I last visited New York in July 2003, around the time the coalition of the willing were getting stuck into dividing Iraq’s spoils between their affiliated corporations, and generally laying the foundations for almost a decade of chaos and sectarian slaughter.
Whenever I’m in the US, it’s always a huge treat for me to gorge myself on the vaguely satanic schmaltz pumped out by its television stations, which at that time naturally consisted of lots of chipper propaganda concerning the occupation (back in the UK, the propaganda was much dourer, and sometimes outright agonized). One very memorable moment was hearing some general-or-other “confide” to some newscaster-or-other that one of the main problems with the freshly “liberated” Iraqis – and so one of the principal challenges faced by the “liberators” – was a want of indigenous “entrepreneurial spirit.”
The phrase entrepreneurial spirit, which can hardly even be enunciated in an English accent (or shouldn’t be – just as Americans do well to steer clear of certain British swear words like “wanker” and “bollocks”), and furthermore conjures – to a Brit – profoundly mundane images of people opening pet shops and pizzerias, clearly possesses some strange sacred quality to various right-wingers across the pond. The general even lowered his voice as he intoned the words, as if to imbue the phrase with its proper dignity, but also spare the blushes of any passing Iraqis that might be within hearing range, swinging by on crutches or whatever (they had, after all, quite recently been subjected to the tough love of Shock and Awe).
Not that, the general immediately added, this unnatural insufficiency was down to some genetic or even cultural predisposition. Hell no. On the contrary, the entrepreneurial spirit – which God Himself lovingly blows into the ear of every human baby – had been contorted, thwarted, crushed (I doubt he used those exact adjectives) by the greed-sapping weight of Saddam Hussein’s dictatorship. But, sure as day follows night, this general could personally testify that, during the few short months coalition forces had been raping, robbing, killing and – you know – occupying Iraq, the green shoots of renewal were already visible.
Well, almost ten years later, and a remarkable story doing the rounds in some of our gaudier news organs last week suggests that the instinct to imaginatively exploit any given circumstance for monetary gain (in which the invasion of Iraq arguably provided a veritable masterclass) is indeed rediscovering its organic apogee among Iraqis.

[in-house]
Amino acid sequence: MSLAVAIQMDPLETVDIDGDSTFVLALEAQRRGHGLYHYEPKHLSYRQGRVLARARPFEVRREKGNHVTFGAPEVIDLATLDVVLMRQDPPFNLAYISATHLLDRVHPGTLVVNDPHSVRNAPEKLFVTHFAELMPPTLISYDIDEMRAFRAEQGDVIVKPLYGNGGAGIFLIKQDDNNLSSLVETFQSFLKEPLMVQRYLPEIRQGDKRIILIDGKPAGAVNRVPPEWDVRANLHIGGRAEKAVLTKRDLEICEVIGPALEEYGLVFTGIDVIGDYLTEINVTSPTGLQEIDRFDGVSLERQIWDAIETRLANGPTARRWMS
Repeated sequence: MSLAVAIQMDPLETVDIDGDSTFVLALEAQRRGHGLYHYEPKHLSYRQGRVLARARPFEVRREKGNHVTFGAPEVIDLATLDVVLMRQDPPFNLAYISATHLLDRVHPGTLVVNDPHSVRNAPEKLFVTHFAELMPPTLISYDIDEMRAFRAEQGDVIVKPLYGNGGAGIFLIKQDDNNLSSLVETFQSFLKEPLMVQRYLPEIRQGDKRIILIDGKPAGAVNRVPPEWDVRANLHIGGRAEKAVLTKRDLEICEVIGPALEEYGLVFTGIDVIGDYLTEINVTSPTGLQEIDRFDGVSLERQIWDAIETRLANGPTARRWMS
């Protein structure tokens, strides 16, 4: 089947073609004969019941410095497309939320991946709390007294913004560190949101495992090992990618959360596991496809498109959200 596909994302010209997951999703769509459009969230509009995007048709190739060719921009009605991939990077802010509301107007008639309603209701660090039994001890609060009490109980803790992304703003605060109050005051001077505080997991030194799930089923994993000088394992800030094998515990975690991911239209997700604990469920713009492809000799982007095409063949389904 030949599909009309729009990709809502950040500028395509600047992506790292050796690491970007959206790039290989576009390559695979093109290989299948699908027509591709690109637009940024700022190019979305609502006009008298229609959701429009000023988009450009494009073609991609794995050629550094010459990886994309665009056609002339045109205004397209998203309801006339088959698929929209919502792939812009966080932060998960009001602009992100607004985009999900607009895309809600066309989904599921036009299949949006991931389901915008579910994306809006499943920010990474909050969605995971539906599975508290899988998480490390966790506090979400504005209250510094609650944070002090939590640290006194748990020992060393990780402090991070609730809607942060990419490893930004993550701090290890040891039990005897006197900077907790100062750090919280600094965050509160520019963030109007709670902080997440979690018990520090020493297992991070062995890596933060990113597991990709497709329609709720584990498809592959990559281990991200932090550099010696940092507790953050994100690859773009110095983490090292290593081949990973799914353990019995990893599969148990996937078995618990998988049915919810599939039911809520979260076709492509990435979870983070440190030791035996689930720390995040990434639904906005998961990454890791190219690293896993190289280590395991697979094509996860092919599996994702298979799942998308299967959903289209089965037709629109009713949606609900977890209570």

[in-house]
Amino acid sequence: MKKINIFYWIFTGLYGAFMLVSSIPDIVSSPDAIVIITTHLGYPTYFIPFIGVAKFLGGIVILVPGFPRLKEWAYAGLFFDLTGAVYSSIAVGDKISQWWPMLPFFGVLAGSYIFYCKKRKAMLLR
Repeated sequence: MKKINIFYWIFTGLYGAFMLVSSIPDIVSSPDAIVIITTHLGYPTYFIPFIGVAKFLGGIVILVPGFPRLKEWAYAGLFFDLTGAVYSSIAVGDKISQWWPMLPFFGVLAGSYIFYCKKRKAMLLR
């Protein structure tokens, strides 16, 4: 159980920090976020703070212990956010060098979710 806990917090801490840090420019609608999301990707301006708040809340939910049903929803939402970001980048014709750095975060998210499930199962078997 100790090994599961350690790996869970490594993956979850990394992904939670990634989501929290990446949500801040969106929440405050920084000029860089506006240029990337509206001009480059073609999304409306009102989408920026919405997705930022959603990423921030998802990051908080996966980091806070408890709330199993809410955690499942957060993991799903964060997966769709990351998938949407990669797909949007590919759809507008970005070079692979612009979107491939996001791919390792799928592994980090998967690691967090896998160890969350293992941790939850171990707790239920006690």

Mohamed Bishr (pictured above), is a middle-aged Egyptian bearing a striking resemblance to a certain golden Kalashnikov-loving former Iraqi dictator, a back-handed “gift” from Allah that has seen him repeatedly attacked, and also – I’m guessing – sparked several Saddam-is-alive-and-well-and-living-in-Egypt rumors a la Elvis and Hitler.
For most, Bishr’s uncanny likeness was just that, but one man’s sovereign state is another man’s oil reserves, so to speak, and a few weeks back some men with “Iraqi or Syrian accents” (they are broadly thought to be the former, naturally) approached Bishr and offered him a princely $333,000 to star in a porn film, apparently intending to afterwards palm off the footage as genuine. Our long-suffering doppelganger, however – a devout Muslim – kept his honor, turning down this opportunity to become (presumably) the world’s best paid porn star, at which point the gentlemen, who may or may not have been organized criminals, became increasingly threatening, eventually kidnapping Bishr off the street and bundling him into the back of a van at gun point.
In reports, Bishr complains of his abduction having taken place in plain sight of numerous bystanders, who apparently “did nothing.” We understand how you must feel, Bishr, but try to see it from their perspective. One minute they’d be thinking, “fuck me, isn’t that Sadddam Hussein?” and the next they’re watching Sadddam Hussein get stuffed into a van with a gun to his head. Absolutely anyone, having pinched themselves, would be sure to keep their head down.
Fortunately, having been threatened and roughed up a bit, Bashr’s abductors let him go (the whole thing rather resembles Bob Dylan’s recent video for the splendid “Duquesne Whistle”). Casting aside the small issue of Bashr’s right to “self-determination,” you have to concede that, while they might still be lacking that Anglo-American capacity to stick to your guns until you see the money, these were some pretty ingenious gangsters. The entrepreneurial spirit, it appears, is finally spreading its wings across the Middle East. Yeehaw!